Tunisia seeks arrest of ousted president, protests turn violent

Tunisia has issued an international arrest warrant for ousted Ben Ali amid violent protests.

Tunisia seeks arrest of ousted president, protests turn violent

Tunisia has issued an international arrest warrant for ousted autocratic President Zine El Abidine Ben Ali, who fled to Saudi Arabia earlier this month amid violent protests.

Charges against Ben Ali include taking money out of the country illegally, Justice Minister Lazhar Karoui Chebbi said Wednesday. The country is also seeking the arrest of Ben Ali's wife, Leila, as well as other family members.

"We are asking Interpol to find all those who fled, including the president and this woman, for trial in Tunisia," the justice minister said.

Chebbi also said six members of the presidential guard would be put on trial for inciting violence after Ben Ali's departure.

Inspired by Tunisia's example in toppling Ben Ali, thousands of Egyptians have taken to the streets of Cairo and other cities to demand an end to President Hosni Mubarak's 30-year rule, clashing with police who fired teargas and used water cannon.

In Tunis, protesters managed to get into the building where the justice minister was speaking and crowded around him after the news conference to petition him about relatives who are still in prison.

Chebbi said that, in the disorder that followed the fall of Ben Ali, about 11,000 prisoners had escaped from Tunisian jails.

"Mass breakout"

On Jan. 15, the day after Ben Ali left, dozens of inmates were reported to have been killed in a mass breakout from a prison in the town of Mahdia. The same day, 42 inmates were killed in a prison riot in Monastir in what was described by a hospital official as "complete chaos".

Chebbi said 2,460 prisoners had been released since Ben Ali fell. It was not clear how many of them had been in jail for political crimes, but the government said earlier it was releasing all political prisoners.

In Tunis, demonstrators clashed with police on Wednesday, as days of peaceful protests demanding a purge of former regime loyalists in an interim government descended into violence.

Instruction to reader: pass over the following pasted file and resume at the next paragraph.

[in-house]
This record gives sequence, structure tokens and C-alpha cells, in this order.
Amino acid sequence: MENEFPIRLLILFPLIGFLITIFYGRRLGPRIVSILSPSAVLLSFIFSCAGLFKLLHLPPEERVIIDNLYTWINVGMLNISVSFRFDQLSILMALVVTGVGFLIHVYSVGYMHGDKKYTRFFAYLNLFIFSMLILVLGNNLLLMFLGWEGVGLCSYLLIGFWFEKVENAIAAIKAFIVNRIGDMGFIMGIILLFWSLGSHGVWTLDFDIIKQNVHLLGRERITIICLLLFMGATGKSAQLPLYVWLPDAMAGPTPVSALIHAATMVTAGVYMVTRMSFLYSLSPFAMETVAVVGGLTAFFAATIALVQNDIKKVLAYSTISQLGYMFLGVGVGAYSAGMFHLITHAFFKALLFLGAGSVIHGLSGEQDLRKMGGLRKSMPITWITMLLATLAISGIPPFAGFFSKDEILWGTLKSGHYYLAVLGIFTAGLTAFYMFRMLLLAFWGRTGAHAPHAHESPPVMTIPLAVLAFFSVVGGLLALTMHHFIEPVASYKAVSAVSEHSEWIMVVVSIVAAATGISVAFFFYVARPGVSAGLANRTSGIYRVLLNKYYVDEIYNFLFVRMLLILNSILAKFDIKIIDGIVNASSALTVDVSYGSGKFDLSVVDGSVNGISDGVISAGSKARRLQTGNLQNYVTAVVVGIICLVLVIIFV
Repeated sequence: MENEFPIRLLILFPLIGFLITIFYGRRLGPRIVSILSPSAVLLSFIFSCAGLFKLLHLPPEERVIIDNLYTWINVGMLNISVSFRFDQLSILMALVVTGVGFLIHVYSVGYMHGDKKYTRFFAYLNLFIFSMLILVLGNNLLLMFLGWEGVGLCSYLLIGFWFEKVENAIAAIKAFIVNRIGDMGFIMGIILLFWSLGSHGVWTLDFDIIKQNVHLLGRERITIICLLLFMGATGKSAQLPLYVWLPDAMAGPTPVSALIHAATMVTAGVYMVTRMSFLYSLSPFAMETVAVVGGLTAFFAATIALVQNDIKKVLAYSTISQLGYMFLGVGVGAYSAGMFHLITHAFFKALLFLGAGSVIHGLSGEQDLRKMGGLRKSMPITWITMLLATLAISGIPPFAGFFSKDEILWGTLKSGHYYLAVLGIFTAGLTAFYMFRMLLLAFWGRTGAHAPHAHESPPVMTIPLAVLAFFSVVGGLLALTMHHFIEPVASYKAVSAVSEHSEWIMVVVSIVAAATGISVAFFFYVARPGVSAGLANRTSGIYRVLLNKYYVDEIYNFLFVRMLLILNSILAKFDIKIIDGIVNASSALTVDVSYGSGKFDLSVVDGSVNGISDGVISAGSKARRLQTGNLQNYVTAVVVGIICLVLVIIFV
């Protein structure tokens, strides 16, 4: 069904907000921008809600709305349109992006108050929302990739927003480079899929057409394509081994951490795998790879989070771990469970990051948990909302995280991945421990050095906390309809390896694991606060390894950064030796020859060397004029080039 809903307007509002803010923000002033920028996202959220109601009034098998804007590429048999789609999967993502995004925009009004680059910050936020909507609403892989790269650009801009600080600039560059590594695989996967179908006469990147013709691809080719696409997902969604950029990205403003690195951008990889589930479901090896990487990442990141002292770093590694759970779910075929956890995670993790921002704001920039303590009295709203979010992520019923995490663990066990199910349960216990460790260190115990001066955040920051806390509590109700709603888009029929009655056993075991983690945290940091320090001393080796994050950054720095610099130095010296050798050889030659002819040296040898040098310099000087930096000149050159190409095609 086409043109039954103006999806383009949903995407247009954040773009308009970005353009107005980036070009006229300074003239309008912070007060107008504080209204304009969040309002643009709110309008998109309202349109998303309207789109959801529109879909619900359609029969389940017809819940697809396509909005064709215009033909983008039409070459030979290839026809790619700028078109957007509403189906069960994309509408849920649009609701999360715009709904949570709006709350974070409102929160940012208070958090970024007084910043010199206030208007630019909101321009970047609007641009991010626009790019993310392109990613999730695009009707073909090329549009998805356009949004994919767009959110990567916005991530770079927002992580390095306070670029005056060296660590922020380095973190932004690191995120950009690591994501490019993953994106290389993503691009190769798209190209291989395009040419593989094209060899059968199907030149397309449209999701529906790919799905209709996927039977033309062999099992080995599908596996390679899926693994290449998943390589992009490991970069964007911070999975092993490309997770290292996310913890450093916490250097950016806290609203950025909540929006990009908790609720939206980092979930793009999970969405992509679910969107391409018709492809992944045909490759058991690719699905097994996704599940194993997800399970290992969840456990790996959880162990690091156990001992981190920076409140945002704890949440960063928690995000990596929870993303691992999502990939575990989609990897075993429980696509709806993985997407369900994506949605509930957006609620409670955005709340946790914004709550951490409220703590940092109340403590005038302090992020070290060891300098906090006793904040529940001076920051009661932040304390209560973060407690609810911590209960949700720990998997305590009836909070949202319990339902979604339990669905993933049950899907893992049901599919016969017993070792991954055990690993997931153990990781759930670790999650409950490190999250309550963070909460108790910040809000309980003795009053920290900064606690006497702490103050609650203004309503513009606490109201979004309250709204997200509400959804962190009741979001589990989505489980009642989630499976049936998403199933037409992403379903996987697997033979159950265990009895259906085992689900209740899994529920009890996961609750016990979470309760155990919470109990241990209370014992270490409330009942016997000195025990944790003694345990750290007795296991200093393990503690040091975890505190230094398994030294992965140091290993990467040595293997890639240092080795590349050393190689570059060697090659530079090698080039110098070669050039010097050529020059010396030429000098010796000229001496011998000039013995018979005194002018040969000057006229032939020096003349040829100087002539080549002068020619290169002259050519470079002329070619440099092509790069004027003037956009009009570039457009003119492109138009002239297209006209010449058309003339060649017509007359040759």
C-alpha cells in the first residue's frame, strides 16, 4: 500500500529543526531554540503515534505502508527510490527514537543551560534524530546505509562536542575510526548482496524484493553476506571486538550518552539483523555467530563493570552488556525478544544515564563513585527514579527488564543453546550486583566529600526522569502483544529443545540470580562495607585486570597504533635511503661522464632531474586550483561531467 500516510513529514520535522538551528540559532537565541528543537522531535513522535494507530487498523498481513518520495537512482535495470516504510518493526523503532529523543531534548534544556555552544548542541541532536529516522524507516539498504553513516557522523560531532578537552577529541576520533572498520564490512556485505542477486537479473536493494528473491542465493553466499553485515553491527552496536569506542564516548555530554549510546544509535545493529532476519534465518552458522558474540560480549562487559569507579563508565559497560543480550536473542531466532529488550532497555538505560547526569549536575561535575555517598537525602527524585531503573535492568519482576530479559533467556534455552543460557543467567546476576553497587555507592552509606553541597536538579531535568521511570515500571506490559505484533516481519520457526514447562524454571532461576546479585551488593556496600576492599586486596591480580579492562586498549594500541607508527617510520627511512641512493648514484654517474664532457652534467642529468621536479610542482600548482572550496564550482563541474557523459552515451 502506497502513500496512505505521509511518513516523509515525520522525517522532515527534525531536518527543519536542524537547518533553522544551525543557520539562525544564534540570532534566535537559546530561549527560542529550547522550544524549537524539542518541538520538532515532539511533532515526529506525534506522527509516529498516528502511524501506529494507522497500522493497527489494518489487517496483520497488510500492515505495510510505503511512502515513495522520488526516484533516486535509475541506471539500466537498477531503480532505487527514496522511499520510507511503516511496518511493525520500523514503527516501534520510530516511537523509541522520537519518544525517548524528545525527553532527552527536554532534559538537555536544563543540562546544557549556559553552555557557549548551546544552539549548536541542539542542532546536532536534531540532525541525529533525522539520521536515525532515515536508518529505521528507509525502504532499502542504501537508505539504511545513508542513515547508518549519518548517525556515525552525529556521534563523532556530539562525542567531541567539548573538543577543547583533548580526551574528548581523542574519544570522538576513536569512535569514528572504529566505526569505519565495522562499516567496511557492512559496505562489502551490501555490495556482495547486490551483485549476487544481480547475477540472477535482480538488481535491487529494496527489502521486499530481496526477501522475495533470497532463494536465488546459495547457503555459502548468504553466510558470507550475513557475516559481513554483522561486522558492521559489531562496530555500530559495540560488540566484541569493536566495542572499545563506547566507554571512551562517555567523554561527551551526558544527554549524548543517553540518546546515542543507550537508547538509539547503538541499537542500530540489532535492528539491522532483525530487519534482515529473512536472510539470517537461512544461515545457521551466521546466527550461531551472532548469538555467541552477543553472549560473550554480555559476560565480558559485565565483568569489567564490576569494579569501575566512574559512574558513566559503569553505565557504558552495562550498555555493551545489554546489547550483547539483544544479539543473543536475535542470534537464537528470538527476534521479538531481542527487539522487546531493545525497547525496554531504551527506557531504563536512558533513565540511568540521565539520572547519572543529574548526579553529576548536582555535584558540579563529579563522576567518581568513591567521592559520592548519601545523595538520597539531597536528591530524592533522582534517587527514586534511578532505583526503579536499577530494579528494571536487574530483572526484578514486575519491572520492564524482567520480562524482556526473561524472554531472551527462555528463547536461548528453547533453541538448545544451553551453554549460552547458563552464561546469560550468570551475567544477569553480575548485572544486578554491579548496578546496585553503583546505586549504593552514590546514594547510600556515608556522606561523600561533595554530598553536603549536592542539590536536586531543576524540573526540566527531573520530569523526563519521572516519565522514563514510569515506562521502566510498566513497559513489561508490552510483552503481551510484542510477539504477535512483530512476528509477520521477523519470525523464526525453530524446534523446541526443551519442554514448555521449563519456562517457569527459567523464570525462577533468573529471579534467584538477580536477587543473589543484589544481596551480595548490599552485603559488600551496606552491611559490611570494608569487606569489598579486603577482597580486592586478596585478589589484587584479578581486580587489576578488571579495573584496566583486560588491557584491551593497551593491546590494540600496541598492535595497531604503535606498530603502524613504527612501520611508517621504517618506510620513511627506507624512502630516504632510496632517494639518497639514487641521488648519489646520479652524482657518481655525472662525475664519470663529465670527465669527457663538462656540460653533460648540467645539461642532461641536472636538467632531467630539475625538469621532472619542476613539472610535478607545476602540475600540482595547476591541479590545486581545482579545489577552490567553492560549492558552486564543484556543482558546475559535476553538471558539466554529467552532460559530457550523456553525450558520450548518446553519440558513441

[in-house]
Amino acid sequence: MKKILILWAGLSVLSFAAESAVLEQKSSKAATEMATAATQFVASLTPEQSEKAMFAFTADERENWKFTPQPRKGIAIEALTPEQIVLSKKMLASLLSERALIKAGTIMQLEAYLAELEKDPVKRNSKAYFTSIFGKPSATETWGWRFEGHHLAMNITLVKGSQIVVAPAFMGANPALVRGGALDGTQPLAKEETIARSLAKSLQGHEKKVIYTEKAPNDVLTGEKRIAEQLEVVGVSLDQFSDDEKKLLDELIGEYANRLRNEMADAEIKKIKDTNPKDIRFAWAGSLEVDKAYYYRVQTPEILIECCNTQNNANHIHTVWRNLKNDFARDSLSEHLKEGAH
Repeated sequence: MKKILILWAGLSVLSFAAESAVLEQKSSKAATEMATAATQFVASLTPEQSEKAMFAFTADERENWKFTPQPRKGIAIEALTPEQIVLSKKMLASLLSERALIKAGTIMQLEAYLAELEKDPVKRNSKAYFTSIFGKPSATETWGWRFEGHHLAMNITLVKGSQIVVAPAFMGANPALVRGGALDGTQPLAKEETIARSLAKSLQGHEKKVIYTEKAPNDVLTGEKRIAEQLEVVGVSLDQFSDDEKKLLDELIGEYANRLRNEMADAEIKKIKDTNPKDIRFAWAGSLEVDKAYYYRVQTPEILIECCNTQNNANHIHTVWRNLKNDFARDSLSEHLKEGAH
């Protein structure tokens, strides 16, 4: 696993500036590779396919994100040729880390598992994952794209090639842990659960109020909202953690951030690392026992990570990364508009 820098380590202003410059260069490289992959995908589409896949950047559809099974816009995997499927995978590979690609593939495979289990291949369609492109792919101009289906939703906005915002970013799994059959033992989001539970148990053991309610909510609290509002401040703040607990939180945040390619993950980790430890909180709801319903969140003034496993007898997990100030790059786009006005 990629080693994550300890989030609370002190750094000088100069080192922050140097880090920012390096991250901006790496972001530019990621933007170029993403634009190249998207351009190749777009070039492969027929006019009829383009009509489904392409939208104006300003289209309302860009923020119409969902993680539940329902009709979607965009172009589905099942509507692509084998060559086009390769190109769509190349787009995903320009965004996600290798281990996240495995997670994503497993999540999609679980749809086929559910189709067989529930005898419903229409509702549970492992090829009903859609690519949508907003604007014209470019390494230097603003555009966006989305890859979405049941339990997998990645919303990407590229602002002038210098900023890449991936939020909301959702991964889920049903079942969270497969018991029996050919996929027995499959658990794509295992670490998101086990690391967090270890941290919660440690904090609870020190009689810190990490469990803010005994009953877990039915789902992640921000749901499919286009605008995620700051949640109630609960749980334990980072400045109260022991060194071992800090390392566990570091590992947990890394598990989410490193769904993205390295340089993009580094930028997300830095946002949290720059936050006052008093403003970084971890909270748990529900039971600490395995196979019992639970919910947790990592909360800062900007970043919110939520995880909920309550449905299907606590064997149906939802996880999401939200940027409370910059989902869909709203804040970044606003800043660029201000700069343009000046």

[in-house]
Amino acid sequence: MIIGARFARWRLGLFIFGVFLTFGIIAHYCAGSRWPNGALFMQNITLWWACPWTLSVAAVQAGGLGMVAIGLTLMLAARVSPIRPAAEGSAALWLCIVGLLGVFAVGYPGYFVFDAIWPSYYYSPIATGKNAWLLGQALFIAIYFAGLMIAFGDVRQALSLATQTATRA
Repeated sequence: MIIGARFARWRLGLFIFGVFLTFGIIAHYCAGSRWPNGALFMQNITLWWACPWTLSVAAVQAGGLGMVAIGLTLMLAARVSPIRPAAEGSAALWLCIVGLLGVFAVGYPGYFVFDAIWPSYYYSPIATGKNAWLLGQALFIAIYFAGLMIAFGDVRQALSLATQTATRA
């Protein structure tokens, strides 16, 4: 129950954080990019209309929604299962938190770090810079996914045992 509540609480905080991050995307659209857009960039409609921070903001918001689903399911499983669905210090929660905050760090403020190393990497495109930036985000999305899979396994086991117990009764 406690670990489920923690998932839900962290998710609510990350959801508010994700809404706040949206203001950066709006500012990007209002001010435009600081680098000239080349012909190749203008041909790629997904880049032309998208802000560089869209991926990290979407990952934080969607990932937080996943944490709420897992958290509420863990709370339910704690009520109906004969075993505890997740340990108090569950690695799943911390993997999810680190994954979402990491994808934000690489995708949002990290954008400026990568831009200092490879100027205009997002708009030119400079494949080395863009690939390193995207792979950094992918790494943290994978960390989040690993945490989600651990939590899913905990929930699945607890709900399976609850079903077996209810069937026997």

Clashes broke out near government offices in the old city, or casbah, where riot police fired teargas at hundreds of demonstrators, mainly teenagers and young men, who threw stones.

Wednesday's protesters appeared to be Tunisians from the rural hinterland who have been camping out at the government compound.

They shouted at the security forces that they were the "police of Leila", a reference to Ben Ali's unpopular wife, who was seen as having excessive influence and lavish tastes.


Ministers said the interim government, which has struggled to assert itself in the face of protesters' demands to sack the remaining allies of Ben Ali, would be reshuffled later on Wednesday.

The government remains dominated by former members of the ruling RCD party and the new cabinet lineup will mainly fill posts vacated by five resignations over the past week, Education Minister Tayeb Baccouche told Reuters.

Another minister said some provincial governors would also be replaced.

The Tunisian General Labour Union announced a general strike on Wednesday in Sfax, Tunisia's second city and economic centre.

The toppling of Ben Ali after 23 years in power, in protests led mainly by young people protesting against poverty, corruption and political repression, has electrified Arabs across the Middle East and North Africa, where many countries face similar problems.


Last Mod: 26 Ocak 2011, 15:47
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